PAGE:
It’s almost admirable to see a guy who has been as wrong on an issue as Bill Madden of the Daily News has been on A-Rod keep plugging away at it anyway.
Over the summer Madden reported that A-Rod was looking for a way to retire. He did not retire. He reported that A-Rod was physically disabled and would likely take a disablement retirement. He came back anyway. Madden said he was done as a baseball player and would be a distraction. A-Rod played pretty well there for a while and basically disappeared from the headlines as the Yankees played their best baseball of the season. I mean, he’s the equivalent of, like, 0-for-130 when it comes to handicapping Alex Rodriguez’s situation.
Yet he carries on nonetheless! Yesterday he wrote that A-Rod is freaked out about his upcoming hearing, that the hearing is the reason he’s finishing poorly and, well, just look:
…According to one source in the know, despite his blowhard lawyer Joe Tacopina’s bravado that Rodriguez doesn’t deserve even one day of suspension, A-Rod “is terrified” about the hearing on his 211-game drug suspension that begins Monday in New York. According to the source, that might partly explain the recent 3-for-17 (.081) slump in which he’s looked so helpless … He needs to get a grip on reality — which is that he’s finished as a player and guilty as charged as a serial steroids cheat. His best option now is to try and make a deal with MLB, so at least all the lurid details of just how guilty he is and how much he betrayed Don Hooton’s kids may never come out.
That comes after paragraphs in which Madden gives uncritical and unchallenged voice to “baseball people” hating on A-Rod for being unselfish and not just taking his ridiculous 211-game suspension without question. I mean he could have, I dunno, speculated what might have happened if A-Rod was given a more proportional suspension rather than been forced into an appeal by MLB, but that would totally kill his A-Rod is the Antichrist schtick.
Oh, and as for that “A-Rod should make a deal” stuff? That kinda flies in the face of Madden’s “MLB will not make a deal with A-Rod” stuff from a month or two ago.
But keep on fighting the good fight, Bill. As anyone in a serious slump will tell you, you just gotta play through it.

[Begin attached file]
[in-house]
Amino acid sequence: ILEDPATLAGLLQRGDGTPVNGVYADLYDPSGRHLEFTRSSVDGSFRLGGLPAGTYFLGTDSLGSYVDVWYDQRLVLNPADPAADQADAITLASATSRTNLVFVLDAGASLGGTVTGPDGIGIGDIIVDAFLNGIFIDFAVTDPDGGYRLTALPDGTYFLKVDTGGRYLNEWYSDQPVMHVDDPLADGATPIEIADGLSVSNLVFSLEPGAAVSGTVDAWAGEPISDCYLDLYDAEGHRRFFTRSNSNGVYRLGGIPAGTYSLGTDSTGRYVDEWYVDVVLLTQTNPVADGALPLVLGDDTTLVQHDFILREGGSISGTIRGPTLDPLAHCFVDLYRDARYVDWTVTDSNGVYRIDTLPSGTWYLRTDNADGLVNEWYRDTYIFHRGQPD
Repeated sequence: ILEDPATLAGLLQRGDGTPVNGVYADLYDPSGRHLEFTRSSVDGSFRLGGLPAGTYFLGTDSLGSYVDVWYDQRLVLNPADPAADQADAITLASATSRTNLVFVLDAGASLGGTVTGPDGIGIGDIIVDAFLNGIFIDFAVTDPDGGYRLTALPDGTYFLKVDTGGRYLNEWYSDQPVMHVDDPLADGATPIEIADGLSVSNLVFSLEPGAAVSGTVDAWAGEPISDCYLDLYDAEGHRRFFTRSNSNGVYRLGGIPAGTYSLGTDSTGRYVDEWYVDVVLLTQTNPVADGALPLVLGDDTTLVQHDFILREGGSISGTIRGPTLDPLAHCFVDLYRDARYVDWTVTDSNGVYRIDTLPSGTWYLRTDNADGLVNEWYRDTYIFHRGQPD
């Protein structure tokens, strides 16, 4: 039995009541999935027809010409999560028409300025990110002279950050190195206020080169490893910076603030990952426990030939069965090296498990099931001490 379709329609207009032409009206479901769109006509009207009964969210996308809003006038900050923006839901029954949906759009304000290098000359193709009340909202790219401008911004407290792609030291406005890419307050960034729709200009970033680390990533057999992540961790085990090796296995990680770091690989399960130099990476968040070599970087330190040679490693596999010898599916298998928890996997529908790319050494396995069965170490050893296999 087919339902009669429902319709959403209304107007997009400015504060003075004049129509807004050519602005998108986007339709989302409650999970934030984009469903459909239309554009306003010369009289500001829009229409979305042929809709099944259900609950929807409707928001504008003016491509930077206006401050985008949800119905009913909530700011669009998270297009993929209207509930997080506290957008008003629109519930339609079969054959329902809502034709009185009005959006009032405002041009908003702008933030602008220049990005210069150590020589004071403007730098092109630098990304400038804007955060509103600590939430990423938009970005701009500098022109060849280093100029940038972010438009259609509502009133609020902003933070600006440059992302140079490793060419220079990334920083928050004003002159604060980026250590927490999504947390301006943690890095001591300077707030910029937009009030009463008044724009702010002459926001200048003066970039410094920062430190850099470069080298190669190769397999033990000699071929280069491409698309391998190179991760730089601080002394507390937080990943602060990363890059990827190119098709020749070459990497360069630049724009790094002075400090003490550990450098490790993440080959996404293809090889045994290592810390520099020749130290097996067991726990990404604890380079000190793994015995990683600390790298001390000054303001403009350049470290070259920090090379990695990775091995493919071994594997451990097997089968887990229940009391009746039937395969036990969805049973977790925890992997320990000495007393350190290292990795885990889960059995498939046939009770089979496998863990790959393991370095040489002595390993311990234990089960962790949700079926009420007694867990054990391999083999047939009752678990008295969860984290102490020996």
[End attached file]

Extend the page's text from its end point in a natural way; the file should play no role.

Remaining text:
It was only a matter of time before Mike Trout courted another all-time record, and on Saturday, he found himself in elite company with his 25th and 26th home runs of the season. He put the Angels on the board with a 429-foot blast in the first inning, depositing an 0-1 fastball from the Orioles’ Kevin Gausman into the left field bleachers:
In the third inning, with the Angels up 2-1, Trout returned to tack on another insurance run. He targeted Gausman’s slider for his second solo shot of the evening and cleared the center field fence with a 418-footer to bring his total to 26 home runs on the year.
Trout has mashed at a staggering .339/.471/.596 clip since his return from the disabled list last month, and Saturday’s totals helped mark his sixth consecutive season with at least 25 home runs. That’s a record few have matched before their age-26 season; in fact, only Hall of Fame sluggers Eddie Mathews and Frank Robinson have ever pulled it off.
Assuming he continues to rake in hits and plate appearances over the last six weeks of the regular season — and there’s nothing to indicate that he won’t — Trout is in line to join elite company of a different kind. The 26-year-old entered Saturday’s game with a 206 OPS+ (park-adjusted on-base plus slugging). According to MLB.com’s Matt Kelly, that means Trout’s hitting at a better clip than the average Major League player by a full 106 percent. Should he finish the year with a 200 OPS+ and 502 plate appearances or better, he’ll be the first player to do so since Barry Bonds obliterated the competition with his 263 OPS+ in 2004.
The Blue Jays acquired right-hander Tom Koehler from the Marlins in exchange for minor league right-hander Osman Gutierrez and cash considerations, the clubs announced Saturday. Koehler is in his sixth year with the Marlins and stands to make $5.75 million in 2017. He’ll be arbitration eligible in 2018 and is set to enter free agency by 2019.
The 31-year-old right-hander struggled to a 7.92 ERA, 4.7 BB/9 and 7.1 SO/9 over 55 2/3 innings with Miami in 2017. He was optioned to Triple-A New Orleans in late July, where he rebounded with a 1-1 record in seven starts and whittled his ERA down to a 1.67 mark. The Blue Jays have yet to establish Koehler’s role within their organization, but are hoping to see a turnaround from the righty when he breaks back into the big leagues.
Gutierrez, 22, was assigned to Single-A Greensboro on Saturday. He has yet to find his footing in the minors, and exited a 78-inning stint with Single-A Lansing after racking up a career-worst 7.85 ERA and 8.2 SO/9. His lack of control is particularly alarming, with a 6.2 BB/9 that dwarfs the 2.0+ BB/9 of seasons past, but he still has plenty of time to figure out his mechanics before reaching the Show.